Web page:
Roger Bannister and your dreams

In 1954, British runner Roger Bannister proved that it only took one person to break the goal of a four-minute mile. Everybody said it couldn’t be done. Athletes had been attempting to break the four-minute barrier for years, and it was said to be a physical impossibility for the human body. Enter Bannister, a British runner who was training to be a physician. When he started his running career at Oxford University in 1946 at the age of seventeen, he had never previously worn spikes or run on a track. But he showed such promise that he was selected as an Olympic possible. Skipping the 1948 Olympics because he wasn’t ready, Bannister came in fourth place in the one-mile race at the 1952 Olympics. As other athletes inched towards the four-minute goal, Bannister, too, set his sights on the record.

The fateful event took place at a running meet in Oxford on May 6th, 1954, watched by around 3,000 spectators. Bannister won the race. The announcer spun out the results as long as possible:

“Ladies and gentlemen, here is the result of event 9, the one mile: 1st, Number 41, R.G. Bannister, Amateur Athletic Association and formerly of Exeter and Merton Colleges, Oxford, with a time which is a new meeting and track record, and which—subject to ratification—will be a new English Native, British National, All-Comers, European, British Empire and World Record. The time was 3…”

The remainder of the announcement was impossible to hear as a roar went up from the crowd. Bannister’s time was three minutes, 59.4 seconds. The four-minute barrier had been broken. Once it had been proved that the record could be broken, many athletes attempted and broke the four-minute barrier. It has become the standard for male, professional middle distance runners. Amazingly, the record has since been lowered by almost 17 seconds.

We’ve seen many Kingdom barriers broken in our lifetime–the most rapidly growing church planting movements in history (India and China), tens of thousands becoming Christians in countries that are traditionally hostile to the gospel, the rapid spread of simple/organic church concepts here in the US. All it has taken is one or more role models to show it can be done and then many follow in their footsteps.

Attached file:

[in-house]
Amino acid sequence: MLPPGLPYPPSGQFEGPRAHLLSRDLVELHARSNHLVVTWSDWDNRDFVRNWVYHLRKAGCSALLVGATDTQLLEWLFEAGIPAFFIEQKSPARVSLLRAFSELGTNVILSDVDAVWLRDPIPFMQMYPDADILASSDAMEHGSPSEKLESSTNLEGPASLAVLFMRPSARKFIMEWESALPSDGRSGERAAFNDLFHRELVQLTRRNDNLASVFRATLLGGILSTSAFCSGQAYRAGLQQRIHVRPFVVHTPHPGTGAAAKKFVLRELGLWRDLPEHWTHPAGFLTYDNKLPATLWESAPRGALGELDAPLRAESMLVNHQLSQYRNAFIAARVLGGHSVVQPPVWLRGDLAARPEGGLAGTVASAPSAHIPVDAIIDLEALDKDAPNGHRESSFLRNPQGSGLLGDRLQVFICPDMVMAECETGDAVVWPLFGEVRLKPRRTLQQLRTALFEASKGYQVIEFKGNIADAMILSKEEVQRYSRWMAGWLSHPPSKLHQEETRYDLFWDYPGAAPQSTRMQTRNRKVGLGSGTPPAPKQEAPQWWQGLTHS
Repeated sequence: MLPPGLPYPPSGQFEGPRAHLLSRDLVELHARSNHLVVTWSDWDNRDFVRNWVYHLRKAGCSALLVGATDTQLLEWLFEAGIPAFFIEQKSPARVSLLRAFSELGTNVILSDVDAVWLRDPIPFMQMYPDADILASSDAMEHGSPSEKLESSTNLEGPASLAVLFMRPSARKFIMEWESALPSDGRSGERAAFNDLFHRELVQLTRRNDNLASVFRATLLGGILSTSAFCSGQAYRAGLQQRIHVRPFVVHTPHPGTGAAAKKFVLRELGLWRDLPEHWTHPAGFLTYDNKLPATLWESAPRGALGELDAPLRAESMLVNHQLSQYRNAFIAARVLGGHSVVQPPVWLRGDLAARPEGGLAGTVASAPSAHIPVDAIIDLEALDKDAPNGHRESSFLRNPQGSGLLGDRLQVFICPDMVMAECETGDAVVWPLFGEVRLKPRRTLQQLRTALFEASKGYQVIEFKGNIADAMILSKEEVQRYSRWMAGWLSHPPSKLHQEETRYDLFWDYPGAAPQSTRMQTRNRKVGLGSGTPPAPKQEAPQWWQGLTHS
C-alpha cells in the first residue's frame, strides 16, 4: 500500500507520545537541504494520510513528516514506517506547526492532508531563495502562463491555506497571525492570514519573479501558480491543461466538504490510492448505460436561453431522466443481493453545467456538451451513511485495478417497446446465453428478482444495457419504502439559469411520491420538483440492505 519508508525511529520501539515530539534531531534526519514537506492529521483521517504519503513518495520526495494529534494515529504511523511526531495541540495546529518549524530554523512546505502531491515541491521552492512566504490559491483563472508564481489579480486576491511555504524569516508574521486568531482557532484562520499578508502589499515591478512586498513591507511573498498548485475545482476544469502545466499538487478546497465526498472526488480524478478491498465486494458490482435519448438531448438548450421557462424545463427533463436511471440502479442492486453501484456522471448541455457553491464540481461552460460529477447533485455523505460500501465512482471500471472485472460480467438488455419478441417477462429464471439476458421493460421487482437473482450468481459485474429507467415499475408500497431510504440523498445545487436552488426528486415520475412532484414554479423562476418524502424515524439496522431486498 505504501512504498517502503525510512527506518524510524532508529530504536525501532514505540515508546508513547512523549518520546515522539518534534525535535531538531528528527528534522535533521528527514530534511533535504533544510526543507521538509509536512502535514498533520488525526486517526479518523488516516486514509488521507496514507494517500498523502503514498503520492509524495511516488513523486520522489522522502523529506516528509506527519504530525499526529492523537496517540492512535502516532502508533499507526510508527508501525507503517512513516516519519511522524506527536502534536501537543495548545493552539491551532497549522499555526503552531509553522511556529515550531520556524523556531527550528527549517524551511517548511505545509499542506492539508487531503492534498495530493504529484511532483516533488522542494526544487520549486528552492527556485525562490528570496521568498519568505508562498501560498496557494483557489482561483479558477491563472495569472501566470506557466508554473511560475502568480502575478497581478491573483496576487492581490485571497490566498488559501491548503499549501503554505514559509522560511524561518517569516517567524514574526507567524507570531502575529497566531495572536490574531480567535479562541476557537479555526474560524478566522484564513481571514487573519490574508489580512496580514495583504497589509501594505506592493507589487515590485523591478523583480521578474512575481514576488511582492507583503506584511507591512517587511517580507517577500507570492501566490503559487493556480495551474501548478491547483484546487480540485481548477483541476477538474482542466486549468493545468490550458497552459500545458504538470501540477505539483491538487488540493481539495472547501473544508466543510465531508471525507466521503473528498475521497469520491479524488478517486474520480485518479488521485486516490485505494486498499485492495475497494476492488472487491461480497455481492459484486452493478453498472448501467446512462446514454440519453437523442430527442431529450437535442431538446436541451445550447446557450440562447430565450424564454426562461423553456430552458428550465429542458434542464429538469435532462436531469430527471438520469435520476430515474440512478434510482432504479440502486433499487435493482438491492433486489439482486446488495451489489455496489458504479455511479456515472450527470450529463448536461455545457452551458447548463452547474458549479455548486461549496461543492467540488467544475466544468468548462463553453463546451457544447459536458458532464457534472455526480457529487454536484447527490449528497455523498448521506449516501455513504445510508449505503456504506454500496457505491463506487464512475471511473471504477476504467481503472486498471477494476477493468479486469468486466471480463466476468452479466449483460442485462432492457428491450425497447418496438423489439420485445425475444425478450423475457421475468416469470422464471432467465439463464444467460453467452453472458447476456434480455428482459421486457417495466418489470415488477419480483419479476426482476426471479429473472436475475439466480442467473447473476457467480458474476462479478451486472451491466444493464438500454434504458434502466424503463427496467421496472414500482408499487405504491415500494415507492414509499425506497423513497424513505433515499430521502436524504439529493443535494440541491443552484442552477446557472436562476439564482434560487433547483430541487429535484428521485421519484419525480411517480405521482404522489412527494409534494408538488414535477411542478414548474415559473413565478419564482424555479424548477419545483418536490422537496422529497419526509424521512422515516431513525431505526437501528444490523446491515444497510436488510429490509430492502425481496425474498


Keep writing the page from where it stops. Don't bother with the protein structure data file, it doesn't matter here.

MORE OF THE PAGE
Can we be that one individual who dares to believe the impossible can, with God’s help, become a reality?

One of the things I long to see is the culture in this country change to accept women as co-equals alongside men in the Kingdom.

What areas are you believing for?

Photo Credit: familymwr via Compfight cc


On mission with God in 2011

Mission Impossible

The Mission Impossible series follows the exploits of the Impossible Missions Force, a small team of secret agents used for covert missions against evil organizations, dictators or crime lords. Most episodes begin with the leader getting orders from a hidden tape recorder and an envelope of photos and information which explains the mission. It ends with the words, “Your mission, should you decide to accept it…” 

God wants to give us (corporately) spiritual assignments.  It may be specific spiritual battles we are to fight, or certain declarations we are to make in heavenly places.  It may be time of intercession for specific people or situations. There may be prophetic acts we need to perform or certain locations we need to take under his control (Josh 1:?).  We may not see the full picture, but our Commander in Chief has the overall strategy.  Our part is to hear our own assignment and accomplish the task he has given us to do.  What if increasing number of groups came together with no other agenda but to listen to God and do what he says.  If one small group getting together could change a city, what could we do collectively?  

I have blogged extensively about this subject of gathering to listen over the past month or so (see bl ogs posts here, here and here).  I find my imagination captivated by the potential of the concept of groups of people intentionally on mission with God, listening to him and obeying what he tells them to do.